Wisdom of Richard J. Mouw

Wisdom of Richard J. Mouw December 19, 2014

Screen Shot 2014-12-13 at 8.33.40 PMRichard J. Mouw, former President at Fuller Seminary, has been one of the most versatile and insightful leaders of the 20th-21st Century for American evangelicalism. He helped shape the “moral minority” as a Calvin professor and then led Fuller in times of its becoming a leading — if not the leading — seminary in North America. (Yes, I say that as a professor at Northern Seminary.) Mouw is a committed Kuyperian and in his most recent book, Called to the Life of the Mind: Some Advice for Evangelical Scholars, offers to professors, teachers, administrators and educators wisdom on the value and glory of the academic calling.

I believe every evangelical professor and anyone who wants to be a professor should own and read this small book. It complements the 20th Century’s great book by Helmut Thielicke, A Little Exercise for Young Theologians. Here are some drops of wisdom from this book, written with elegant and simple prose:

He grew up with some anti-intellectual strains around him, including a young woman who had been to a university philosophy class:

I remember my reaction well. I was inspired by her straightforward and unadorned faith. And I silently prayed that I too would always have the kind of simple confidence :hat would keep me from being carried away by philosophical speculation (2).

But all this changed:

Here I was, then, a student at Christian liberal arts college who was finding my studies an exciting intellectual adventure (3).

Those voices worrying about losing one’s faith didn’t leave him:

Still, I also thanked the voices. And this is important for me to report now. I was grateful to those voices for making ne aware of the dangers associated with the intellectual life. You overstate your case, I told the voices, but you
 are lot completely wrong in your basic concerns (6).

What evangelicals have to keep in mind, though, is the danger of allowing a concern for the practical value of learning to merge with lingering tendencies toward anti-intellectualism in the evangelical movement (16).

Neo-evangelicalism inspired many to an academic life, but it led to another danger:

The problem, though, was that the call to scholarly engagement sometimes took on a triumphalist tone, moving from separation to an attempt at domination (25-26).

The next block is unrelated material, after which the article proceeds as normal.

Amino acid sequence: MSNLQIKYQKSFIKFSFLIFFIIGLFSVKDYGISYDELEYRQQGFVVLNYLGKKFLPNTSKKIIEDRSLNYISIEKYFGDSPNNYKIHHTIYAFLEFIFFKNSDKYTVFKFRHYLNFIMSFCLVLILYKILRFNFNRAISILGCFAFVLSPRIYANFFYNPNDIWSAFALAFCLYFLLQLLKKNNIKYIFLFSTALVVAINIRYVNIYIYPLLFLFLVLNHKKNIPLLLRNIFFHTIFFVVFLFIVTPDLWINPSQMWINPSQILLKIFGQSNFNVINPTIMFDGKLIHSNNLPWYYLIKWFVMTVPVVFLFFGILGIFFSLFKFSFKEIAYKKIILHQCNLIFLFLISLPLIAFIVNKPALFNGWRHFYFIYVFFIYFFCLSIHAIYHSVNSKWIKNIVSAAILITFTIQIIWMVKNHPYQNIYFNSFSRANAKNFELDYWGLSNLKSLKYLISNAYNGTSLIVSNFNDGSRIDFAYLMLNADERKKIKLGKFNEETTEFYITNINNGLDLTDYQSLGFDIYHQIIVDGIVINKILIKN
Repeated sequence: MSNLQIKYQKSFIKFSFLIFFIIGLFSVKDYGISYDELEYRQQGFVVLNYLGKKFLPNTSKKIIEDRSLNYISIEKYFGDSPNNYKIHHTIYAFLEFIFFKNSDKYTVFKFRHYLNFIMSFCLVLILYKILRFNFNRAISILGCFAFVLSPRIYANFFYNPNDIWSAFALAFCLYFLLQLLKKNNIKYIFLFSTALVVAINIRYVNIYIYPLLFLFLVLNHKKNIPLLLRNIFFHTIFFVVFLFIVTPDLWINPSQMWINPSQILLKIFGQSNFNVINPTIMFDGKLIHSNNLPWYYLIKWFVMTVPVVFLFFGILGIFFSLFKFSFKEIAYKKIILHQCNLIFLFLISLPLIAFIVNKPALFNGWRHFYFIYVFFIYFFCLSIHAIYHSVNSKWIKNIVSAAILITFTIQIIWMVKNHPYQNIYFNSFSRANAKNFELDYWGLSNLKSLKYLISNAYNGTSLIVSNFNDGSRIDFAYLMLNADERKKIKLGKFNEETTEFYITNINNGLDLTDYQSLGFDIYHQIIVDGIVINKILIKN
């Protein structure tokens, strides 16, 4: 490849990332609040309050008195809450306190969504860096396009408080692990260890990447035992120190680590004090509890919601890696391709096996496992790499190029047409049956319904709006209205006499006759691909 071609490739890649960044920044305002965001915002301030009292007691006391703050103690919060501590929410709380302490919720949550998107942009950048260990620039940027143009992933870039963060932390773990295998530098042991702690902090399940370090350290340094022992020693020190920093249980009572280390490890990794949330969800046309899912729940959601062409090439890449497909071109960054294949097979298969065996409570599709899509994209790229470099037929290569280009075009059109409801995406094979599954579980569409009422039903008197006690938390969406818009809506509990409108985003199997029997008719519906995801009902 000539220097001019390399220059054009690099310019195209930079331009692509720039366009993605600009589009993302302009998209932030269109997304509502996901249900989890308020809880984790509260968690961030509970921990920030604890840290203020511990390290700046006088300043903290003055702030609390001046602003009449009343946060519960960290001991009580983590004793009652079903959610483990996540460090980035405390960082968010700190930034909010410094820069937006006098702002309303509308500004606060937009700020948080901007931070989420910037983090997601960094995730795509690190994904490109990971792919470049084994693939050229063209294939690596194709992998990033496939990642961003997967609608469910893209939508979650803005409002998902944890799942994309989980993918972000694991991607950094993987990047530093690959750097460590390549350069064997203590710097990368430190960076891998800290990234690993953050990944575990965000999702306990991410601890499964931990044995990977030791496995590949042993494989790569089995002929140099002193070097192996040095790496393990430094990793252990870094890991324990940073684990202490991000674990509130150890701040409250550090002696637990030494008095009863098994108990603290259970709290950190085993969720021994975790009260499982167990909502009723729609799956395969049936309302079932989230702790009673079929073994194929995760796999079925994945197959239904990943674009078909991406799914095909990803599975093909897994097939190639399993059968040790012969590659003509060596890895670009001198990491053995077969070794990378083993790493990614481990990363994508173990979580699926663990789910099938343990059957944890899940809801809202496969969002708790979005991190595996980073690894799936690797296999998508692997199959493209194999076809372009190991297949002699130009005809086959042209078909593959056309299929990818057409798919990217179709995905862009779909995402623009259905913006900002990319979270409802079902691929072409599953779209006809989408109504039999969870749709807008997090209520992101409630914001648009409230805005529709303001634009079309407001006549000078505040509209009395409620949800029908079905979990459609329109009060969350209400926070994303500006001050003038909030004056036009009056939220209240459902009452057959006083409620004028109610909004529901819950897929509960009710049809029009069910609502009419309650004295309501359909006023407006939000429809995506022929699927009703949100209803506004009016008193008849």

We are not alone but we are on an unknown adventure:

Academic activities are not performed by isolated individuals — they are functions of academic community (29).

lie scholarly life is an ongoing series of steps into the unknown. Every time we pick up a new book to read, or choose a new topic 3 write about for an essay assignment, or map out a new research project, or agree to take or teach a new course, we are taking some steps into uncharted territory. In our intellectual pursuits we are regularly stepping out on new adventures (47).

The academic life is a love affair with reality:

The world desperately needs lovers of created realitv, people who look deeply into the fullness, and especially, ut of course not exclusively, into the complex created fullness that is displayed in human beings — the psalmist’s “all who dwell therein” — in all of their marvelous diversity. To love reality in its depths means that we cannot help but grieve over the brokenness and woundedness of God’s world in its present condition. And we know that to do so s to share in the sorrows that reside in the deep places of God’s own being (56).

He’s Kuyperian for sure in what he says next:

I have to confess that “being like Jesus” has not been an important theme for me. I never wore one of those “WWJD” bracelets. “What would Jesus do?” is not something that I think to ask when faced with a difficult decision. As an ethicist, I am much more inclined, when talking about where to look for ethical guidance, to recommend that people climb Mount Sinai, rather than the Mount on which Jesus taught.

In my theology I tend not to focus on what Jesus did that we could not possibly do. We are lost sinners who can not get ourselves out of the mess created by our shared rebellion. Jesus came to do for us what we could not possibly do for ourselves — going to Calvary on our behalf. Rather than “the imitation of Christ,” I have thought more about the ways in which he is “inimitable” (63-64).

 

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